Brisbane’s premiere Folk / Viking Metal band Valhalore have been taking Australia by the majestic storm depicted on the cover of their debut album, Voyage into Eternity. We caught up with lead vocalist / cellist Lachlan Neate and guitarist / backing vocalist Anthony Willis ahead of their Vik-toberfest shows across the East Coast of Australia, as well as their upcoming Japanese tour supporting Ensiferum!

With a number of exciting live dates coming up, Neate tells us, “We just love playing shows really, and you know, we love being able to take our music around and play to different people in different cities. So we’re looking forward to being able to come down to Melbourne and Sydney and see all our friends down there. We’re hoping to put on an event that’s not just a gig per se. It’s a themed event. We’ve got some games and some prizes, raffles and stuff like that. It’s a bit more than just a rock up and play a show kind of night, so it’s going to be lots of fun.”

Willis adds, “Honestly I think the whole line-up is incredibly strong. We’ve only actually seen Triple Kill. I don’t think we’ve seen any of the others. Triple Kill pull a nice crowd as well, and I believe all the others do too. And I’ve heard all their music, and one’s just released a new single as well. That was really cool to hear, that was Primitive. But I’m honestly really looking forward to seeing all the other bands play, and I think it’s going to be a really, really strong line-up of bands. Trigger’s new album, I’ve had that on repeat for the last couple of weeks as well. I think it’s an awesome album.”

When it comes to the Japanese tour, the excitement is clear in Neate’s voice. “When that e-mail came through from the promotions company over there, Anthony and I were actually at the gym together at the time, so we just started dancing around the gym like a couple of excited schoolgirls,” he chuckles. “It was pretty exciting news, man. You know, being such a new band still, and having not really toured that much of Australia let alone internationally, so being asked to play a show in Japan with bands like Ensiferum and Trollfest and Wind Rose, it’s such an incredible experience and it’s something we’re really thankful for, and very excited for.”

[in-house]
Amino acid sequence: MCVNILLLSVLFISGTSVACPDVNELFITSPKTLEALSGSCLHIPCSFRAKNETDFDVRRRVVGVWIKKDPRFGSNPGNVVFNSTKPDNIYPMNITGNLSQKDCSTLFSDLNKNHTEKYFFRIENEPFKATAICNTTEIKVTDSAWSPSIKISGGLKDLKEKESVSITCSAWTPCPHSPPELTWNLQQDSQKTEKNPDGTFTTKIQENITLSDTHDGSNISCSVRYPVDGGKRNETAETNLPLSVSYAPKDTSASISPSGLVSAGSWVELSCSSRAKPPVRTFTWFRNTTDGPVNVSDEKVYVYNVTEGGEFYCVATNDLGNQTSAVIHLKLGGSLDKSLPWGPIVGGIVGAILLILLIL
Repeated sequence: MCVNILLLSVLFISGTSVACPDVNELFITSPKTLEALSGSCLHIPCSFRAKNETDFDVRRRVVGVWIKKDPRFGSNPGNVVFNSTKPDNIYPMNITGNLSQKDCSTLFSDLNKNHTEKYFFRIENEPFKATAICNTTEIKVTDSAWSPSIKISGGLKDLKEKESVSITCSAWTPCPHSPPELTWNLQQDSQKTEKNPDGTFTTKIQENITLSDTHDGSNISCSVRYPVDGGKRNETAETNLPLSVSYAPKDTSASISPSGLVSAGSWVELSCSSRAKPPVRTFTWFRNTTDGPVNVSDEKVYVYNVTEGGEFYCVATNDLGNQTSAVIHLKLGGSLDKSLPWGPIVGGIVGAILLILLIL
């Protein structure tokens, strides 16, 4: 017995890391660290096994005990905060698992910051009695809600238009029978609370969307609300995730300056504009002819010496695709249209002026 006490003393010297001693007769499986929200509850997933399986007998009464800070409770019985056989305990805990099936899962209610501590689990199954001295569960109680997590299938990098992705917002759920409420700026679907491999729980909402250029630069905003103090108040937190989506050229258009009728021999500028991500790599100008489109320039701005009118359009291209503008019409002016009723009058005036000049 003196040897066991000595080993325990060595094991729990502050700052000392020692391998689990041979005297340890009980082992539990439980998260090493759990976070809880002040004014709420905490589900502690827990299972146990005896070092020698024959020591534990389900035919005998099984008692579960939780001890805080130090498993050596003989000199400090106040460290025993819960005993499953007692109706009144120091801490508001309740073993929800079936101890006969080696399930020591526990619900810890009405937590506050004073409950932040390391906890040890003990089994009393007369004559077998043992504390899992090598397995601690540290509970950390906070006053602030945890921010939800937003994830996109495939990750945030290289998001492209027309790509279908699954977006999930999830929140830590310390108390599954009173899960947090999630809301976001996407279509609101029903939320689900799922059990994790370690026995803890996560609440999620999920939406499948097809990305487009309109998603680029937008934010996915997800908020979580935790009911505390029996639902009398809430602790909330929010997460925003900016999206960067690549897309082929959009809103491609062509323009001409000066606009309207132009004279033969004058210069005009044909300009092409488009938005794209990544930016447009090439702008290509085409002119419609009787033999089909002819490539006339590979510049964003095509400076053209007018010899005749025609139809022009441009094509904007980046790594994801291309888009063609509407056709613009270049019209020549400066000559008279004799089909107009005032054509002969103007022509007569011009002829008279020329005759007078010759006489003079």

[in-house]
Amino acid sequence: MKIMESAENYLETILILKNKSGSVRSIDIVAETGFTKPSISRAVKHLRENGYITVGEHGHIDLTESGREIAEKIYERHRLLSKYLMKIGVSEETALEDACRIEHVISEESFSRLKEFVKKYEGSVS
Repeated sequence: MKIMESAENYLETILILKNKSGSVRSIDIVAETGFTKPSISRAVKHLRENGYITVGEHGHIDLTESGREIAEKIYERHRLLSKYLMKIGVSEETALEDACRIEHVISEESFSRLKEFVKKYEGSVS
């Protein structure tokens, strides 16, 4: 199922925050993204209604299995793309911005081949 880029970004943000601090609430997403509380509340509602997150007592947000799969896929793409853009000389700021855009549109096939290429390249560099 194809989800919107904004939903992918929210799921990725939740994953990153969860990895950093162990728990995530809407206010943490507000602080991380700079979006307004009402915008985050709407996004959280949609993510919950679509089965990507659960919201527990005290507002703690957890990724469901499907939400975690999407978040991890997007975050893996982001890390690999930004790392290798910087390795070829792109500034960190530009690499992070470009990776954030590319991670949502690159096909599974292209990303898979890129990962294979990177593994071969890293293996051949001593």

Valhalore will be looking to build Australia’s profile overseas, particularly showcasing their gear. Willis explains, “We’re looking at wanting to take our Ormsby guitars over there as well as our Kemper rack units. This’ll be the first time we’ve flown with our gear internationally, but we want to do it to actually see how we go with that, rather than having to borrow gear, because we figure with our ambitions and whatnot we want to go even more places in the world, and we would love to do it with our gear that we use at home. I think that’s part of our plan, too.”

Neate adds, “I think another cool part of going on with the stuff that we use on stage is that Anthony and Lucas use Ormsby guitars, which is an Australian brand, it’s just a really cool opportunity to take some great Aussie brands and Aussie products overseas and put them on the world stage as it were. It’s just exciting. We want to travel the world,” he continues. “So we’ve definitely since day one had our sights very much set on Europe, because I feel like that’s where the Prog Metal and the Symphonic Metal scene is particularly strong in a global sense.”

Willis puts in dryly, “I’d personally really love to go to New Zealand,” before both musicians and interviewer descend into laughter. “I think that one’s really doable.”

“Find the hobbits and dwarves and elves!” Neate exclaims.

“Yeah, yeah, it’d be more of a sightseeing holiday,” Willis continues, tongue still firmly in cheek, “but we can knock over a few shows there. Especially at the place called Valhalla, like come on!”

Valhalore at Valhalla, it’s a match made in Heaven, surely,” Neate points out, “Made in Valhalla!”

It’s mentioned that Wintersun will be playing at Valhalla in Wellington when they tour Australia and New Zealand in November. Neate states more seriously, “Mate, I’m almost considering going over there just to see it. I can’t wait to see those guys in Brissy, it’s going to be incredible.”